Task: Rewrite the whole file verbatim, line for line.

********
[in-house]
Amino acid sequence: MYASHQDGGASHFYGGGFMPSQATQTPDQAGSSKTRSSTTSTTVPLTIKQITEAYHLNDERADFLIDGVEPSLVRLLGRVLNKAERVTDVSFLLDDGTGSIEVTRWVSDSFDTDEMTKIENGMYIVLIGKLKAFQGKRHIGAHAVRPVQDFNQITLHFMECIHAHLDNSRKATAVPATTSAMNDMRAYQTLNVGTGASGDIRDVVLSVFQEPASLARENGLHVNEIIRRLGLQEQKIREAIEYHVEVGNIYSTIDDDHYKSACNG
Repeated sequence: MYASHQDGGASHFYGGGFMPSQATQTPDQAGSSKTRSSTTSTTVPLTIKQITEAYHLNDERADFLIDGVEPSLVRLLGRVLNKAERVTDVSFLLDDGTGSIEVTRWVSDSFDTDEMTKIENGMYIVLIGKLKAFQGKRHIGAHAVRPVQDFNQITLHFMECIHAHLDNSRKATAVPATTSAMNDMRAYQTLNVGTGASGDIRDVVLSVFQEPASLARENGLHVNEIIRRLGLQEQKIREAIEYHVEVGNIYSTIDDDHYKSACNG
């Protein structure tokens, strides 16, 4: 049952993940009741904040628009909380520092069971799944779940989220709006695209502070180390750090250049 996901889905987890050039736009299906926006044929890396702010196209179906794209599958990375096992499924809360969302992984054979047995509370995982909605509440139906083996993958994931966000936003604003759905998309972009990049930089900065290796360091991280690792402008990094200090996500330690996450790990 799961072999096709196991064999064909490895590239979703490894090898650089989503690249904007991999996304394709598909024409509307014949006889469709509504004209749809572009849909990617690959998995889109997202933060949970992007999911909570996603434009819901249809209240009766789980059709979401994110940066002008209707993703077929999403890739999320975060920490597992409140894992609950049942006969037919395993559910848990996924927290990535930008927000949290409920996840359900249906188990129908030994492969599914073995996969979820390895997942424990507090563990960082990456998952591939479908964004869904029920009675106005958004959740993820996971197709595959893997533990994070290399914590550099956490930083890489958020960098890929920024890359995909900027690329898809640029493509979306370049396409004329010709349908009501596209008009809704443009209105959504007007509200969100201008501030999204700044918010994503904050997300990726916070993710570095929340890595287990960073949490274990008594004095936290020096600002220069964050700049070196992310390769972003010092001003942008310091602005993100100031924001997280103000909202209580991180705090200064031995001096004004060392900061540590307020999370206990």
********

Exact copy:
[in-house]
Amino acid sequence: MYASHQDGGASHFYGGGFMPSQATQTPDQAGSSKTRSSTTSTTVPLTIKQITEAYHLNDERADFLIDGVEPSLVRLLGRVLNKAERVTDVSFLLDDGTGSIEVTRWVSDSFDTDEMTKIENGMYIVLIGKLKAFQGKRHIGAHAVRPVQDFNQITLHFMECIHAHLDNSRKATAVPATTSAMNDMRAYQTLNVGTGASGDIRDVVLSVFQEPASLARENGLHVNEIIRRLGLQEQKIREAIEYHVEVGNIYSTIDDDHYKSACNG
Repeated sequence: MYASHQDGGASHFYGGGFMPSQATQTPDQAGSSKTRSSTTSTTVPLTIKQITEAYHLNDERADFLIDGVEPSLVRLLGRVLNKAERVTDVSFLLDDGTGSIEVTRWVSDSFDTDEMTKIENGMYIVLIGKLKAFQGKRHIGAHAVRPVQDFNQITLHFMECIHAHLDNSRKATAVPATTSAMNDMRAYQTLNVGTGASGDIRDVVLSVFQEPASLARENGLHVNEIIRRLGLQEQKIREAIEYHVEVGNIYSTIDDDHYKSACNG
């Protein structure tokens, strides 16, 4: 049952993940009741904040628009909380520092069971799944779940989220709006695209502070180390750090250049 996901889905987890050039736009299906926006044929890396702010196209179906794209599958990375096992499924809360969302992984054979047995509370995982909605509440139906083996993958994931966000936003604003759905998309972009990049930089900065290796360091991280690792402008990094200090996500330690996450790990 799961072999096709196991064999064909490895590239979703490894090898650089989503690249904007991999996304394709598909024409509307014949006889469709509504004209749809572009849909990617690959998995889109997202933060949970992007999911909570996603434009819901249809209240009766789980059709979401994110940066002008209707993703077929999403890739999320975060920490597992409140894992609950049942006969037919395993559910848990996924927290990535930008927000949290409920996840359900249906188990129908030994492969599914073995996969979820390895997942424990507090563990960082990456998952591939479908964004869904029920009675106005958004959740993820996971197709595959893997533990994070290399914590550099956490930083890489958020960098890929920024890359995909900027690329898809640029493509979306370049396409004329010709349908009501596209008009809704443009209105959504007007509200969100201008501030999204700044918010994503904050997300990726916070993710570095929340890595287990960073949490274990008594004095936290020096600002220069964050700049070196992310390769972003010092001003942008310091602005993100100031924001997280103000909202209580991180705090200064031995001096004004060392900061540590307020999370206990």